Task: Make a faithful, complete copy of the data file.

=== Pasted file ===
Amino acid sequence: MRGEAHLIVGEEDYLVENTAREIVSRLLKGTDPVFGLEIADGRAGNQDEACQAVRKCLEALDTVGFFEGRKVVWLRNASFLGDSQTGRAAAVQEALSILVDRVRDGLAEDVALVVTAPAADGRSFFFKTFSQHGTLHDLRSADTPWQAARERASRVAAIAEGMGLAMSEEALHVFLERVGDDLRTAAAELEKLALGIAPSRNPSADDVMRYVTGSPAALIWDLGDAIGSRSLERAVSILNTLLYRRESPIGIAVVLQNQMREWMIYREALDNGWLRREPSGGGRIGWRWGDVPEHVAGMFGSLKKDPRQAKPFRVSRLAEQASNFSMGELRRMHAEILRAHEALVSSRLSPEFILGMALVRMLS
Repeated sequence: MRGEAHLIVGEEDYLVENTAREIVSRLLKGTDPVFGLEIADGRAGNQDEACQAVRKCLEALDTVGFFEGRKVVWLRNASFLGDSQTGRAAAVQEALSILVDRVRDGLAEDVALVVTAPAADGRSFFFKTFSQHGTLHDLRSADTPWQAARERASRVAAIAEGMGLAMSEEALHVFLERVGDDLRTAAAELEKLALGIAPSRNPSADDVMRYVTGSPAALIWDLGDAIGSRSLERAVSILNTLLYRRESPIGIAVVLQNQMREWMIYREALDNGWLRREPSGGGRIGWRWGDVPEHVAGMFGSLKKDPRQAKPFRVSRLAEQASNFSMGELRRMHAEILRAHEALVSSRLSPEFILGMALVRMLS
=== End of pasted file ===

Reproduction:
Amino acid sequence: MRGEAHLIVGEEDYLVENTAREIVSRLLKGTDPVFGLEIADGRAGNQDEACQAVRKCLEALDTVGFFEGRKVVWLRNASFLGDSQTGRAAAVQEALSILVDRVRDGLAEDVALVVTAPAADGRSFFFKTFSQHGTLHDLRSADTPWQAARERASRVAAIAEGMGLAMSEEALHVFLERVGDDLRTAAAELEKLALGIAPSRNPSADDVMRYVTGSPAALIWDLGDAIGSRSLERAVSILNTLLYRRESPIGIAVVLQNQMREWMIYREALDNGWLRREPSGGGRIGWRWGDVPEHVAGMFGSLKKDPRQAKPFRVSRLAEQASNFSMGELRRMHAEILRAHEALVSSRLSPEFILGMALVRMLS
Repeated sequence: MRGEAHLIVGEEDYLVENTAREIVSRLLKGTDPVFGLEIADGRAGNQDEACQAVRKCLEALDTVGFFEGRKVVWLRNASFLGDSQTGRAAAVQEALSILVDRVRDGLAEDVALVVTAPAADGRSFFFKTFSQHGTLHDLRSADTPWQAARERASRVAAIAEGMGLAMSEEALHVFLERVGDDLRTAAAELEKLALGIAPSRNPSADDVMRYVTGSPAALIWDLGDAIGSRSLERAVSILNTLLYRRESPIGIAVVLQNQMREWMIYREALDNGWLRREPSGGGRIGWRWGDVPEHVAGMFGSLKKDPRQAKPFRVSRLAEQASNFSMGELRRMHAEILRAHEALVSSRLSPEFILGMALVRMLS